The run course in Utah is a brute (similar to Maui) with lots of climbing, technical rock gardens and steep, loose and rocky descents. The initial hill really hurt and running up it was a gut check, because I could have easily walked, but managed to hold a very slow jog (which was a nice surprise) and once over the last steep pitches and into the rolling singletrack, I began to feel a bit better. On the flat parts I was running faster than I expected (faster than I had seen in months) and was able to manage the hills with descent pace. One problem started to develop and that was stomach cramp. It was not debilitating, but grew to be quite annoying and perhaps limited my pace in the last couple of miles (doubtful since I was physically exhausted by that point). Up to the final mile, not one person had passed me since I left T1, but as is the case occasionally at the end of these races, someone’s footsteps were soon in my ears. It was Emma Gerrard who finished in 4th for the women’s pro race, and she ran downhill with such ease, it was impossible for me to stay with her. She slowly gapped me finished just ahead of me. When I made the last turn to go down the hill to the finish line, I had a moment a pure joy. I knew I had managed the race well and that I had a much better run than I ever could have expected.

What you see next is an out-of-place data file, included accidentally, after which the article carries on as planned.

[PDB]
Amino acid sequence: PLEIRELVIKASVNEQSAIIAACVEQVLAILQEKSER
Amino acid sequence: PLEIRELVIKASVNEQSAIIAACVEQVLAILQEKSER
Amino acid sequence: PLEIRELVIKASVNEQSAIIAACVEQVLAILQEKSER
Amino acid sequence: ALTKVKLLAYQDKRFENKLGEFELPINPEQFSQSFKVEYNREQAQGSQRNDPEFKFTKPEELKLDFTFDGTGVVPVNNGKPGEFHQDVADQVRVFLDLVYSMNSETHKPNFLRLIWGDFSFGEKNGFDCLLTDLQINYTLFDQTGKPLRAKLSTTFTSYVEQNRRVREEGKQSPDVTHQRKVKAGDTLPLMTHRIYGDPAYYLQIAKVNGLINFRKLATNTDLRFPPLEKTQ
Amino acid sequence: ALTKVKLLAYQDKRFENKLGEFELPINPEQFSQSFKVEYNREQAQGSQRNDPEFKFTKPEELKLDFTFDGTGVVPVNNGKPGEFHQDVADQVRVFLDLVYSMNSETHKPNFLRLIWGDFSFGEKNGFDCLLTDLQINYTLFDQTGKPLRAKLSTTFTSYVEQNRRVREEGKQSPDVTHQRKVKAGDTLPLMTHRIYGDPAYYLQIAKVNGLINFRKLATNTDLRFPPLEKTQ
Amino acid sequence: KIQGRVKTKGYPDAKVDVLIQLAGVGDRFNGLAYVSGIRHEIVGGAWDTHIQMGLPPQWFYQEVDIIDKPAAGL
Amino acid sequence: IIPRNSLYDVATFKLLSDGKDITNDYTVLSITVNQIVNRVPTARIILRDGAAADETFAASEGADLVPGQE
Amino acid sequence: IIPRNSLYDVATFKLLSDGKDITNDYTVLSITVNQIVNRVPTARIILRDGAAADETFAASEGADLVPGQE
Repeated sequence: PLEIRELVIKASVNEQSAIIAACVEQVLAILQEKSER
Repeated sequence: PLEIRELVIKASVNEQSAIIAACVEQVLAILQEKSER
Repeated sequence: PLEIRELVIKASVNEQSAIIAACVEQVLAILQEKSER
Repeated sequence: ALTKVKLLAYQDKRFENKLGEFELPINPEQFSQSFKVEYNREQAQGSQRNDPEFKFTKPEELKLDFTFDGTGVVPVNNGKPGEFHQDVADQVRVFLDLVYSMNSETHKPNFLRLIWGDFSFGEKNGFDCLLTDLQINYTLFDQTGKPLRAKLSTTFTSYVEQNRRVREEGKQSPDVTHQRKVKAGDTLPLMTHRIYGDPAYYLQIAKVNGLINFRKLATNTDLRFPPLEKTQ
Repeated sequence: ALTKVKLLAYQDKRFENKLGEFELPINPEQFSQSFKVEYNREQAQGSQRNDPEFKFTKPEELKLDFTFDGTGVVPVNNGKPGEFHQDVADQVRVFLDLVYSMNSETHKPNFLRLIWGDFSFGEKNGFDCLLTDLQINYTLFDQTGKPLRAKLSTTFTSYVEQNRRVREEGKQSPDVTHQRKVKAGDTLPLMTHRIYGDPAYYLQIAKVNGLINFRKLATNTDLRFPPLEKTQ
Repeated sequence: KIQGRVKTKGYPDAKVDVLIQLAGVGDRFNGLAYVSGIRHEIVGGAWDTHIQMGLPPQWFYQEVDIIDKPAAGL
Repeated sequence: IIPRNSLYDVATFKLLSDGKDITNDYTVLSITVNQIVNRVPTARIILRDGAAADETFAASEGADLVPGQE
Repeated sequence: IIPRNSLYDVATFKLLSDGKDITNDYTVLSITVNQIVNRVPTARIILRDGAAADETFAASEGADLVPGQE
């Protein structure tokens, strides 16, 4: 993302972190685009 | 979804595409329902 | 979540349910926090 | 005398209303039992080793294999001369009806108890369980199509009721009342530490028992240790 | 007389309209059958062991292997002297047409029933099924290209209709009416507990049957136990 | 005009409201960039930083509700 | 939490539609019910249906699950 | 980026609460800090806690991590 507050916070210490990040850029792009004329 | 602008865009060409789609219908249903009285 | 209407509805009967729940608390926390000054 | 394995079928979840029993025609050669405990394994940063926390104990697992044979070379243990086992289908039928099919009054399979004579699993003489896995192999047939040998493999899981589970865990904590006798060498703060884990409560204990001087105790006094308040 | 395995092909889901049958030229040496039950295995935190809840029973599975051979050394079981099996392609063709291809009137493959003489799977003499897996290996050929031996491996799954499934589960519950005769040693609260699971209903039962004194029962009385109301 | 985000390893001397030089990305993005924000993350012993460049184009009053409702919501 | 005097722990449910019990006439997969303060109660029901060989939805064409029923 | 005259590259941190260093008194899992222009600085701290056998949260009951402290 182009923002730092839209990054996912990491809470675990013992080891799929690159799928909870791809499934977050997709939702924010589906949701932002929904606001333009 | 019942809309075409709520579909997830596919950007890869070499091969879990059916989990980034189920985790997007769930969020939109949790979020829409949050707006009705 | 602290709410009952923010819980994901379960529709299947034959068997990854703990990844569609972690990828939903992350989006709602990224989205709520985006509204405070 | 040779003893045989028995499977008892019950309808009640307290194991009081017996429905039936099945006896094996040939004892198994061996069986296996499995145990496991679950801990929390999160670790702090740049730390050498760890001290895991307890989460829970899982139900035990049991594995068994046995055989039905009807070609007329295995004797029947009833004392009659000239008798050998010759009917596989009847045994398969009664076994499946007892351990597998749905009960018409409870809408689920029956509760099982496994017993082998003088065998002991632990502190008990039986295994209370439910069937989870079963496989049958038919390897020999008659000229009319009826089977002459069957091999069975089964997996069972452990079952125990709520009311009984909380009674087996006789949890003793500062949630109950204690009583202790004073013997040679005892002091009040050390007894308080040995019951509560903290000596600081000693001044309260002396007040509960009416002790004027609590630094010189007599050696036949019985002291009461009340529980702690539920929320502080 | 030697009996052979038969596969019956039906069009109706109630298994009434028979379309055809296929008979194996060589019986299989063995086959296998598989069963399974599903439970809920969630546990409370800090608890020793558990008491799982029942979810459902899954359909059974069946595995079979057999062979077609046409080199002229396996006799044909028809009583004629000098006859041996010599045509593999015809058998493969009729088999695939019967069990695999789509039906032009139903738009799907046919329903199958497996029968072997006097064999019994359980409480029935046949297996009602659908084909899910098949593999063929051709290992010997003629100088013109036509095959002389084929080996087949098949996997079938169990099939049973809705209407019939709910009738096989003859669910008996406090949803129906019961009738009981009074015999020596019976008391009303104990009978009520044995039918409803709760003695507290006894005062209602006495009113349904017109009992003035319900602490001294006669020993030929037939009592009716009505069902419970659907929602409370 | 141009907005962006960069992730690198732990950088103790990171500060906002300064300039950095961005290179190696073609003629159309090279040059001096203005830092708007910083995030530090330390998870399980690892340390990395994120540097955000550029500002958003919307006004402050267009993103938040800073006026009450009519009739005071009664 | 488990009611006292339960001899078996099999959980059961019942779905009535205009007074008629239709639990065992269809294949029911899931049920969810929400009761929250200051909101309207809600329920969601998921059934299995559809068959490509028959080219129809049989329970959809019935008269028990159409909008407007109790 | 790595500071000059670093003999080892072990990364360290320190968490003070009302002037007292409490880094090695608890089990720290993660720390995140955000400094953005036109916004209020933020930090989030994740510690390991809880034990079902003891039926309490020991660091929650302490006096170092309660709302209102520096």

Once into the athlete tent just beyond the finish line, I took a good look around to see who was there. I only saw pro numbers around me until I noticed two guys who had AG numbers and had a little smile. If that was all that was ahead of me, then it must have been a good day. I did not expect it to be so good. After greeting my family I picked up my results card and saw that I won my division. It was shocking, and left me speechless. My family was ecstatic and hooted and hollered. I could not believe it and did not know what to say or think. I have wanted to win this race since my first visit in 2011, but never did I expect to win this year.
1st AG / 4th Amateur / 25th OA (282 racers) Ranking
1st AG / 2nd Amateur / 15th OA Bike split
2nd AG / 7th Amateur /25th OA Run Split